Renowned for its landscapes, its rain and its strong cultural identity, Brittany is also known for its gastronomy. Here we cook with local products. Flour, apples, pork and lots of butter are enough to prepare delicious dishes with unpronounceable names.
Kig ha farz
A traditional dish from Finistère, kig ha farz means “meat and far” in Breton.
It is a mixture of pork, beef, vegetables and far. It is precisely the far that makes it so special. This buckwheat paste placed in a canvas bag is cooked in beef broth and salted pork knuckle.
The kig ha farz is accompanied by a sauce made from onions or shallots and butter: the lipig.
On the sea side, we taste the cotriade. A sort of Breton bouillabaisse, cotriade is a typical dish from southern Finistère.
It consists of several species of fish, bouchot mussels, potatoes, vegetables, garlic and shallots.
Andouille from Guémené
This specialty from Guémené-sur-Scoff in Morbihan is a charcuterie made from pork stew.
The andouille with concentric circles is smoked then boiled. It can also be found on a charcuterie platter, accompanied by mashed potatoes or in a buckwheat pancake for a 100% Breton tasting.
Crêpes or pancakes, the debate is open between the Breton departments.
With wheat for the sweet and buckwheat for the salty, the pancake is cooked on a billig (large cast iron plate). Fine and crispy, it goes perfectly with a glass of chouchen or a bowl of cider.
On the tables of creperies, the traditional « complete » (ham, egg and grated cheese) gives way to original and tasty recipes: with salmon, sweet and sour or seasonal vegetables, there is something for everyone.
Kouign-amann is THE typical cake from Brittany. Originally from Douarnenez in southern Finistère, it is present today throughout the region.
In Breton, kouign means « cake » and amann means « butter ». It is a bread dough with butter and sugar, which is folded like a puff pastry. If the recipe could not be simpler, its preparation requires real know-how. Baked in the oven, the dessert must remain melting on the inside and crispy on the outside.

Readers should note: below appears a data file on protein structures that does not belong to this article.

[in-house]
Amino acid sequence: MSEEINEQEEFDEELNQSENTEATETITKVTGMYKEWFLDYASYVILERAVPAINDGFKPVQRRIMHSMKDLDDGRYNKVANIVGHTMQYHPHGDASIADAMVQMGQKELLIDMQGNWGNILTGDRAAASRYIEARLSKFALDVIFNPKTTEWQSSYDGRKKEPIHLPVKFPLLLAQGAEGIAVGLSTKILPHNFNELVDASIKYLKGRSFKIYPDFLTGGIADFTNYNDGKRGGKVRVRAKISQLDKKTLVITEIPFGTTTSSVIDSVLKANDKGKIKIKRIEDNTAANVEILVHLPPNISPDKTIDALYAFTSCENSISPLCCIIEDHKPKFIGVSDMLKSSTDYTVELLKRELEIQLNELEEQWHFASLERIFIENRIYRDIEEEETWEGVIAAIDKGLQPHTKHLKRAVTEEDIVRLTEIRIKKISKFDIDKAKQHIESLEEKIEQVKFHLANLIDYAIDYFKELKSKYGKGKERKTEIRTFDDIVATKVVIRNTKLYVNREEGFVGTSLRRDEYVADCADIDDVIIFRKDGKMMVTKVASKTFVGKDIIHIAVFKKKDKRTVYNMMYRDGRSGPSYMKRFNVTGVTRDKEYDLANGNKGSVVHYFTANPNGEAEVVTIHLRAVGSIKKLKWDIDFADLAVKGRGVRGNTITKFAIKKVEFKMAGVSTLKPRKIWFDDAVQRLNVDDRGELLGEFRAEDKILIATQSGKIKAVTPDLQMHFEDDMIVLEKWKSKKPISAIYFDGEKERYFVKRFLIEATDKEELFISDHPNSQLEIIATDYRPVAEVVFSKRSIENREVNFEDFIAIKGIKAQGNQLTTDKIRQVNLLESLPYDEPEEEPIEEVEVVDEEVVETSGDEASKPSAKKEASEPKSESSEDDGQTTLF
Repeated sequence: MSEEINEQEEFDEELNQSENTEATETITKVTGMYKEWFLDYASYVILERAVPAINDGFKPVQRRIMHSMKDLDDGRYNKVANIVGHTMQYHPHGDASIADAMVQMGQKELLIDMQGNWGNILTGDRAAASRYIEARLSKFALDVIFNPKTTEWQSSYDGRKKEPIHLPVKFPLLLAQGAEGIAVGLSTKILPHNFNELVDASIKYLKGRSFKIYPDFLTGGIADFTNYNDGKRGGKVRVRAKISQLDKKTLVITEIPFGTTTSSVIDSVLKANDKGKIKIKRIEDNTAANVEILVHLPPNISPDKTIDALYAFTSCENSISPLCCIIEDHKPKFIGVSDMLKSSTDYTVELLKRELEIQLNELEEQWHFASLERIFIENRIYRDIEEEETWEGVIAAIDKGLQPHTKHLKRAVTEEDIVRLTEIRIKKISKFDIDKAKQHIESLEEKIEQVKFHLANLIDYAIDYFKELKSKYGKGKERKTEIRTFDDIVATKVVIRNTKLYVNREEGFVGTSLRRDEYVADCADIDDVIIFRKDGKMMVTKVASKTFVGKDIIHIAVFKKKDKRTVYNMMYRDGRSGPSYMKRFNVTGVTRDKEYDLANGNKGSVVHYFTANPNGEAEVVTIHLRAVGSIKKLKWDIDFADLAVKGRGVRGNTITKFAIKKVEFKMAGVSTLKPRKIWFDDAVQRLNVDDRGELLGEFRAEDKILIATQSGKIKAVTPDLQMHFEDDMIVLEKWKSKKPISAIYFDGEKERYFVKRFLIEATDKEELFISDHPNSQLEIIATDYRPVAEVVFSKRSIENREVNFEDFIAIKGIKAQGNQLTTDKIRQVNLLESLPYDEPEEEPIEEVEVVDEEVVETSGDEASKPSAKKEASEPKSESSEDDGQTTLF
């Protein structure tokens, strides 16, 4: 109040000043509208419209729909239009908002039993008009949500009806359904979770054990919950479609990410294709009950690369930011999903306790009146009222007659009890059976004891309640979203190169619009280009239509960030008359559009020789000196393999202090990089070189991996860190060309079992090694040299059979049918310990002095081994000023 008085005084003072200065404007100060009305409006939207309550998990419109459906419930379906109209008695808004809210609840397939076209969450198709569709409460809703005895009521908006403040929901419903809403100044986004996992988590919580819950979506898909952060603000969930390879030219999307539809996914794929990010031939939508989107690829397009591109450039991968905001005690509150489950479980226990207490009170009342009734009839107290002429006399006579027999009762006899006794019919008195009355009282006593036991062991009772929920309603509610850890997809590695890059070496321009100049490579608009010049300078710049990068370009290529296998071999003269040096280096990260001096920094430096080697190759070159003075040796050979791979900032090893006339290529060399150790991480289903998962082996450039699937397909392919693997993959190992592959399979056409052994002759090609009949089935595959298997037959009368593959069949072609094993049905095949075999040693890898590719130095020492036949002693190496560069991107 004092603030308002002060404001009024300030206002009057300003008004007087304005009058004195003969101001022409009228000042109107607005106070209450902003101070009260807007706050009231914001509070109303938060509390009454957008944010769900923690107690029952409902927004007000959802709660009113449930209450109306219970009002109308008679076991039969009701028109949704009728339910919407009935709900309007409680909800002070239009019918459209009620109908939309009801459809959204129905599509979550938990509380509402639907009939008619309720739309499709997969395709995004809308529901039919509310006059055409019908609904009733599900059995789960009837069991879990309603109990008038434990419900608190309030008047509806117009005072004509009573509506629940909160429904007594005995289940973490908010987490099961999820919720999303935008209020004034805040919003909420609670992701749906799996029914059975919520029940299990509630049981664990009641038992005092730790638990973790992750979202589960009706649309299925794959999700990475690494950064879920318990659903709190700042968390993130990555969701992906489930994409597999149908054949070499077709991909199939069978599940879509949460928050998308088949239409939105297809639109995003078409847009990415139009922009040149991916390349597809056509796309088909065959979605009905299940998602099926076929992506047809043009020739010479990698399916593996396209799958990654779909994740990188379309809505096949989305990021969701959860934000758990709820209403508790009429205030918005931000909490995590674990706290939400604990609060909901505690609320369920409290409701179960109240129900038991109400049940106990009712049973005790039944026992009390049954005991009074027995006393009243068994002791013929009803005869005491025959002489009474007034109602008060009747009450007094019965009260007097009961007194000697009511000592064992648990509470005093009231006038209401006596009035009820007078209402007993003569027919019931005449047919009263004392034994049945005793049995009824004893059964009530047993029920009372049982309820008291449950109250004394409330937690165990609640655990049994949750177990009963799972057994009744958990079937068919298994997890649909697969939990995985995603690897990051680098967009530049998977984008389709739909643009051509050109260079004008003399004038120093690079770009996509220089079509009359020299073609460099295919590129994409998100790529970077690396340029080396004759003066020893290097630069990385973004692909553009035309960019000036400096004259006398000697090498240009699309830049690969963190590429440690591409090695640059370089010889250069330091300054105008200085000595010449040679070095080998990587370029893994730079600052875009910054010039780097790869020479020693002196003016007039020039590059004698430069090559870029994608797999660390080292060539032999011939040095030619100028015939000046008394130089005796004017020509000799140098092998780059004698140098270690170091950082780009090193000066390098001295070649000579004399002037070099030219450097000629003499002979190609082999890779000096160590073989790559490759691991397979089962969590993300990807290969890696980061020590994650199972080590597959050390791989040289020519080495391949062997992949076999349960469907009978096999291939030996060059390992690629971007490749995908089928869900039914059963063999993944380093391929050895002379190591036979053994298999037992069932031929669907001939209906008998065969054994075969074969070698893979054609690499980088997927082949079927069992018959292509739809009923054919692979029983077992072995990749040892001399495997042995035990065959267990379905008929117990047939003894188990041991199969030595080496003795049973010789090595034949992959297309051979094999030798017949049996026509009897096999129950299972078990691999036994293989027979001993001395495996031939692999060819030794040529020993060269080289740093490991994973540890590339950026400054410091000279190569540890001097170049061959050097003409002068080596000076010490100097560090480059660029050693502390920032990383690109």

Lighter than kouign-amann, far breton is nonetheless a delicious dessert. Simple, it looks like a clafoutis. Cooked with eggs, sugar, flour and milk, prunes, grapes or even apples are sometimes added.
For coffee, there’s nothing like a palet breton!
A specialty of Pont-Aven in Finistère, the Breton puck is now industrialized and marketed in France and abroad.
This dry and crunchy biscuit that melts in the mouth is made mainly of sugar and salted butter. 1.5 cm thick, it is, like Brittany, rich and generous.
Less well known than cider, lambig is a Breton specialty that makes people envious.
The cider having completely fermented is distilled in a still, thus giving the name to the lambig. This « cider water » can then be aged in oak barrels for 4 years.
A 40% apple alcohol, lambig with fruity notes is ideal as a digestive or to flambé pancakes.
Sweet drink (about 14°), chouchen is obtained from the fermentation of honey in cider or apple juice. As good as an aperitif or digestive, it is drunk very chilled but always without ice!
Salted butter caramel
In Brittany, butter is salted. Still.
This is also the particularity of Breton caramel.
Its very particular taste is ideal for making all kinds of desserts, accompanying sandwiches and especially to garnish pancakes. For the greediest, a small spoon dipped in the jar will be a delight.
Abroad, we find above all the salted butter and hazelnut caramel candy invented in 1970 by the master chocolatier Henri le Roux.